Today’s topic will be of special interest for all October babies! I am indeed going to tell you a little bit more about October’s birthstone: the opal. I am saying this, but to be fair opals could be of special interest to any gem lover because it definitely is one of the most mysterious and captivating gemstones ever.
A gemstone of change…
The word opal comes from the Latin “opalus” which itself is derived from the ancient Greek “opallios” that means “to see a change”. The very original etymology however is believed to be from the Sanskrit “upala” that means gemstone. This suggests that during Roman times opals potentially came from India. All these etymologies make perfect sense, opals are amazing gemstones because they don’t display a single colour, they display a multitude! Hence why ‘play of colour’ is an appropriate term to use when referring to opals. Opals can change colour depending on which angle you are look at them, what light you are viewing them in, and even dependent on weather conditions – how fascinating?
Look at this beautiful example in our inventory: you can see that the feature gemstone is not just a plain white rock, it has so much more to it, so many colours! Bearing in mind that it is very VERY difficult to capture an opal’s true colours in any image, the stone in real life often proves to be even more polychromatic.
I promise I am not the only lunatic who finds them so intriguing… (honest!) According to Australian Aborigine legends, the Creator came to earth on a rainbow to bring a message of peace to all humans; when his feet touched the ground it brought all the stones to life and they all started shining with all the colours of a rainbow: this is how opals were born!
I am picturing this right now, and it sounds pretty magical to me…
The characteristics of opals
Opals are what can be called a “soft” stone. They indeed have a hardness of somewhere between 5.5 and 6.5 on the Mohs scale, which is almost comparable to pearls. Opals are hydrated amorphous forms of silica (I totally know what that means…) and their water value is quite important, ranging from 3% to 21% by weight. This means that opals may fracture with water loss. Excessive heat can also have a damaging effect on opals. Just like pearls, opals do not react well to chemicals, and that includes soap and perfume. Due to their relatively fragile nature, these gemstones need a little bit of extra care, but this should never detract from owning a piece of opal jewellery. When they are well looked after opals are wonderful gemstones that will never cease to amaze you. The excellent condition of our antique opal items is ‘living’ proof of how taking good care of a gemstone can make a significant difference. If such pieces, that are at least 100 years old, still look perfect, then opals can definitely age well in the right conditions.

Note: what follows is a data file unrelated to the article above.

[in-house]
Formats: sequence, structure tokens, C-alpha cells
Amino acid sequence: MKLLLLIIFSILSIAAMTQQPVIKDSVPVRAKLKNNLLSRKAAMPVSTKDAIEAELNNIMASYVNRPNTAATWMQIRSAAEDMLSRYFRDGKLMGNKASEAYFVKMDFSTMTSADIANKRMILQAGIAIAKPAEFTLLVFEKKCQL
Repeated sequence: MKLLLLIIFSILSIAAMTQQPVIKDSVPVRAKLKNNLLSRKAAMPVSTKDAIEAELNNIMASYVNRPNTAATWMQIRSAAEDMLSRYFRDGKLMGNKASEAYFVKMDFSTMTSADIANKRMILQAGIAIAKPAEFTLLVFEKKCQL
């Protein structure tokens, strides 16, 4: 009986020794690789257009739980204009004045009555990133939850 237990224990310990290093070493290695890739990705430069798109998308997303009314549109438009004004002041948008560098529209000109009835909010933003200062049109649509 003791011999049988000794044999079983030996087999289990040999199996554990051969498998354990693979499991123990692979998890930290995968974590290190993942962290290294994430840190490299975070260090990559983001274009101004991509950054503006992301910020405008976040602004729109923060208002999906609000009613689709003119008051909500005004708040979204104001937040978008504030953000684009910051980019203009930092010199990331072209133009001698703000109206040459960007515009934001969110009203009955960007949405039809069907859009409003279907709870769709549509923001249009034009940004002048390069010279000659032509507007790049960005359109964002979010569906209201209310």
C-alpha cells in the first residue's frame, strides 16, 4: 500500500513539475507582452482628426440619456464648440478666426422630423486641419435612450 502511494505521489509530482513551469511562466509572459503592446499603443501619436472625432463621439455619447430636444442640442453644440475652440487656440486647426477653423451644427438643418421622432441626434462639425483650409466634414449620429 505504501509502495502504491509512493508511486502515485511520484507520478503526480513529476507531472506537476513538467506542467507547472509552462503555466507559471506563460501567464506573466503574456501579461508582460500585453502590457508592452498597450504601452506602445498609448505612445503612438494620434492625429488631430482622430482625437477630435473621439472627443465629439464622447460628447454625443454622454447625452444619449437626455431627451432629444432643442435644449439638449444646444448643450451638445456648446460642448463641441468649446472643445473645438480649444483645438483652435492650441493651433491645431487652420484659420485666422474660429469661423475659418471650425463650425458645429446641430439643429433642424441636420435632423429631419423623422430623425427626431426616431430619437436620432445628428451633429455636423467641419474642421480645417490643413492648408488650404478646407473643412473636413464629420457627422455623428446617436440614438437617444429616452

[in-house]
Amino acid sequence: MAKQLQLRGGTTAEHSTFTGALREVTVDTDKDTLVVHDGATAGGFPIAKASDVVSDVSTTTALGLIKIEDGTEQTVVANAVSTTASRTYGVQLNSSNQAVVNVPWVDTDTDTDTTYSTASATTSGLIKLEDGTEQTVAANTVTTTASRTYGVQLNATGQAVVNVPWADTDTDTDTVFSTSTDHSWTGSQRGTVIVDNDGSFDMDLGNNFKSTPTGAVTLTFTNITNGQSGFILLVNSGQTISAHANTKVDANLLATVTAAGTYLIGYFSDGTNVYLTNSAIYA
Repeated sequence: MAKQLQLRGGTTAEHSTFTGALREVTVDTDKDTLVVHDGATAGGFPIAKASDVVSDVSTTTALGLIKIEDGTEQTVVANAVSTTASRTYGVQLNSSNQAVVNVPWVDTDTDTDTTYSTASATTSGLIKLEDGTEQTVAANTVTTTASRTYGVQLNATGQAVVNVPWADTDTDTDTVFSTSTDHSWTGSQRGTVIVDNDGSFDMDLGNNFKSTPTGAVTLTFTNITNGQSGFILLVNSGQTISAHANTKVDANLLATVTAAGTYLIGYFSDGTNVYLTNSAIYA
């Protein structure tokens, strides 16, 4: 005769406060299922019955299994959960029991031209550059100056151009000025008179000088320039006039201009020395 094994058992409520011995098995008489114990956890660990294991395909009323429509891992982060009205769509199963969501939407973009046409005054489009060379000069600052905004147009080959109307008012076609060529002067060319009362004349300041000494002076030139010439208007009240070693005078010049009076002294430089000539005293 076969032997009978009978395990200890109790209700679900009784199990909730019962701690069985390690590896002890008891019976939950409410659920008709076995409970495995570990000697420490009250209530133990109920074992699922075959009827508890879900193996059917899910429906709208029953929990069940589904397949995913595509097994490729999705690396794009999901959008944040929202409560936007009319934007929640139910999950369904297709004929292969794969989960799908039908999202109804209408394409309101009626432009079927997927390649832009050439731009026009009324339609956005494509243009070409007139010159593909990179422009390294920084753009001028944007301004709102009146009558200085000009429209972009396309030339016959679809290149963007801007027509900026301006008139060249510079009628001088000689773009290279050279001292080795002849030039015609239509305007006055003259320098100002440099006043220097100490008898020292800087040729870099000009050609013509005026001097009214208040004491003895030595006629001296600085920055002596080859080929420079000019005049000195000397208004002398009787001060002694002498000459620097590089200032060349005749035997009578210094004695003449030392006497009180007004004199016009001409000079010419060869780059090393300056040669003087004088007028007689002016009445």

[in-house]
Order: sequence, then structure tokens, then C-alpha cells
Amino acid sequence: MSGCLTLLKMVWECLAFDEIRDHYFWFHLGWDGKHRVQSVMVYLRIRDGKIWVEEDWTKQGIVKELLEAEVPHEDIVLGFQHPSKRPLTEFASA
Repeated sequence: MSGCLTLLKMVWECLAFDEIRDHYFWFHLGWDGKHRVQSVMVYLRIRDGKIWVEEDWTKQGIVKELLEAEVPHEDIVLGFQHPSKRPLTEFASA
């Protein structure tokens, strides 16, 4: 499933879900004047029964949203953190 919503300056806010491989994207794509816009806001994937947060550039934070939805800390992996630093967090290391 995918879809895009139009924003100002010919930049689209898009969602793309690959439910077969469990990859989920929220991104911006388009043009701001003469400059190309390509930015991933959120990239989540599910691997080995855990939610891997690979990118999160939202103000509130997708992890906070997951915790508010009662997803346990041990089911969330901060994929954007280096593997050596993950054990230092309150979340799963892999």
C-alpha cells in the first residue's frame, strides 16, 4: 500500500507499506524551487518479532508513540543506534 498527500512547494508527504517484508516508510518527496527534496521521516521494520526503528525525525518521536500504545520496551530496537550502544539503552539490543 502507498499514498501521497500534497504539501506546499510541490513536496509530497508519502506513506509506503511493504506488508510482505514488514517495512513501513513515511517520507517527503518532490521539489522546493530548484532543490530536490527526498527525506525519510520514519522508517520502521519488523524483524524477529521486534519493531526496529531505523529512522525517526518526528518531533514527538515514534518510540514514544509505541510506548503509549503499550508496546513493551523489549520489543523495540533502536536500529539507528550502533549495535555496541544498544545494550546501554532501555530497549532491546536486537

Opals can come in pretty much any colour, just like their “rainbow” legend suggests. There are a lot of different types of opals indeed, and depending on their colours opals may be more or less desirable and expensive.
How to estimate the value of an opal?
The value of opals is not defined or controlled by a dedicated governing body or authority. Just like any other thing, opals are subject to the vagaries of supply and demand.
Here is a quick guide of how to price your opals. According to the JAA (Jewellers Association of Australia – Australia is the world’s most important supplier of opals) what needs to be considered when estimating an opal’s value is:
1. The brilliance of the colours: Opals present different levels of luminosity; how shiny colours are directly impacts on the gemstone’s price, with the brightest colours resulting in more expensive opals
2. The pattern created by the play of colour: The bigger the patterns created by the colours, the more desirable opals become. One of the most sought after pattern is ‘Harlequin’.
3. The diffracted colours: Top down, the most desirable colours are red, orange, yellow, green, blue and purple. This is even more true when it comes to black opals. The most expensive opals are black opals that have a strong play of red.
4. The shape or cut of the stone: One of the most common cuts for opals is the cabochon cut – the less flat the opal is, the more sought after it is.
5. The type of opal: The word opal covers such a wide variety of examples that it makes sense to introduce sub-categories such as: black, boulder, common, fire, crystal, blue, pink… I could go on…
6. The layer thickness: Quite logically, the deeper the gemstone is, the more expensive the stone is going to be.
Here are a few different opals from our inventory: a wonderful boulder opal and two white opals that have such great play of colour. Look at the Art Deco one on the left, it is absolutely amazing, definitely one of my favourite rings in our inventory!
So, I know I’m repeating myself, but really every woman deserves a piece of opal jewellery – I realise I am a very bad (or good?) influence when it comes to buying jewellery… And even if you weren’t born in October, surely you must know someone that was, just use them as an excuse to justify your opal purchase (if you needed any!) I promise that works, AND it will make that friend feel super special – win win situation!
I will leave you on that note, dreaming about opals with the help of a link to our opal jewellery… Enjoy!
Marushka Frandgie – Sales Assistant / Digital Content Editor
Marushka joined AC Silver in 2014 bringing hands on experience in jewellery retail and management in addition to a Master’s Degree in Media and Journalism.